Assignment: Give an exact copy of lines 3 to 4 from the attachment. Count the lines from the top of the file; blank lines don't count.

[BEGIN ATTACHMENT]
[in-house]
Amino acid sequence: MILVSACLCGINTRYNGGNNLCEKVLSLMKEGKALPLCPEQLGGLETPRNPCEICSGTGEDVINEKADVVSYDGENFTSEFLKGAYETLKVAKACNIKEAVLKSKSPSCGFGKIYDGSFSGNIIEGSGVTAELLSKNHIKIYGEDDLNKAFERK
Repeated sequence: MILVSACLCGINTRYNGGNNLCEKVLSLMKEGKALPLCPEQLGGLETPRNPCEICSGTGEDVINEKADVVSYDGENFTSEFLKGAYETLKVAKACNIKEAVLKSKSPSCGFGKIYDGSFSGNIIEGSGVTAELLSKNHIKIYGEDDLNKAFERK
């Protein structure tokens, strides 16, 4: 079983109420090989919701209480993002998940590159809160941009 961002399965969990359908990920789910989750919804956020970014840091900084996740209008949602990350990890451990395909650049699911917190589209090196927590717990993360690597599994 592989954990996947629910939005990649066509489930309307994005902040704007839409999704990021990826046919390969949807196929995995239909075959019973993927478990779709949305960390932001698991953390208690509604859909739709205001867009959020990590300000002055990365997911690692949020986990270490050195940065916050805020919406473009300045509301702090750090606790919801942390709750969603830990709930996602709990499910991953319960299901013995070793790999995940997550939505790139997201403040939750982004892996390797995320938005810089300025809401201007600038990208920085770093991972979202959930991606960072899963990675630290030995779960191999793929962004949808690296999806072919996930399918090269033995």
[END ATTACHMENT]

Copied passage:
Repeated sequence: MILVSACLCGINTRYNGGNNLCEKVLSLMKEGKALPLCPEQLGGLETPRNPCEICSGTGEDVINEKADVVSYDGENFTSEFLKGAYETLKVAKACNIKEAVLKSKSPSCGFGKIYDGSFSGNIIEGSGVTAELLSKNHIKIYGEDDLNKAFERK
């Protein structure tokens, strides 16, 4: 079983109420090989919701209480993002998940590159809160941009 961002399965969990359908990920789910989750919804956020970014840091900084996740209008949602990350990890451990395909650049699911917190589209090196927590717990993360690597599994 592989954990996947629910939005990649066509489930309307994005902040704007839409999704990021990826046919390969949807196929995995239909075959019973993927478990779709949305960390932001698991953390208690509604859909739709205001867009959020990590300000002055990365997911690692949020986990270490050195940065916050805020919406473009300045509301702090750090606790919801942390709750969603830990709930996602709990499910991953319960299901013995070793790999995940997550939505790139997201403040939750982004892996390797995320938005810089300025809401201007600038990208920085770093991972979202959930991606960072899963990675630290030995779960191999793929962004949808690296999806072919996930399918090269033995």